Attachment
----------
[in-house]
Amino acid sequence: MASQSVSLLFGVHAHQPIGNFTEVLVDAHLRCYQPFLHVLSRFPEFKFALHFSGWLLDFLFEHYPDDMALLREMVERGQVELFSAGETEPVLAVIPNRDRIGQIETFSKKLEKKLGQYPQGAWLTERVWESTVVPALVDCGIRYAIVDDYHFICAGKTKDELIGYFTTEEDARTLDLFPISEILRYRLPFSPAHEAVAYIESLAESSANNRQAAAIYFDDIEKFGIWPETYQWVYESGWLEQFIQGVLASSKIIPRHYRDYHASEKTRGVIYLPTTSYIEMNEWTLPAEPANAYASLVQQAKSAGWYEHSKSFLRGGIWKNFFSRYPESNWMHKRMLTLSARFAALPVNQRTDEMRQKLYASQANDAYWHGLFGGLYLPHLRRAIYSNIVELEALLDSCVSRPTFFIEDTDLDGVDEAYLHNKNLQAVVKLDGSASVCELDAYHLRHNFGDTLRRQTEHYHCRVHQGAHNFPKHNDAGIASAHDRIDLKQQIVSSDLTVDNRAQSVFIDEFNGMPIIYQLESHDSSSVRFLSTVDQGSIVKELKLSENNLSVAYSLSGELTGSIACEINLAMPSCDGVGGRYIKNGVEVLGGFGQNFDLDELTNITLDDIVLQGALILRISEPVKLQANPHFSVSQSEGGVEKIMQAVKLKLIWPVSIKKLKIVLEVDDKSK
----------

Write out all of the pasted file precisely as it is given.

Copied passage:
[in-house]
Amino acid sequence: MASQSVSLLFGVHAHQPIGNFTEVLVDAHLRCYQPFLHVLSRFPEFKFALHFSGWLLDFLFEHYPDDMALLREMVERGQVELFSAGETEPVLAVIPNRDRIGQIETFSKKLEKKLGQYPQGAWLTERVWESTVVPALVDCGIRYAIVDDYHFICAGKTKDELIGYFTTEEDARTLDLFPISEILRYRLPFSPAHEAVAYIESLAESSANNRQAAAIYFDDIEKFGIWPETYQWVYESGWLEQFIQGVLASSKIIPRHYRDYHASEKTRGVIYLPTTSYIEMNEWTLPAEPANAYASLVQQAKSAGWYEHSKSFLRGGIWKNFFSRYPESNWMHKRMLTLSARFAALPVNQRTDEMRQKLYASQANDAYWHGLFGGLYLPHLRRAIYSNIVELEALLDSCVSRPTFFIEDTDLDGVDEAYLHNKNLQAVVKLDGSASVCELDAYHLRHNFGDTLRRQTEHYHCRVHQGAHNFPKHNDAGIASAHDRIDLKQQIVSSDLTVDNRAQSVFIDEFNGMPIIYQLESHDSSSVRFLSTVDQGSIVKELKLSENNLSVAYSLSGELTGSIACEINLAMPSCDGVGGRYIKNGVEVLGGFGQNFDLDELTNITLDDIVLQGALILRISEPVKLQANPHFSVSQSEGGVEKIMQAVKLKLIWPVSIKKLKIVLEVDDKSK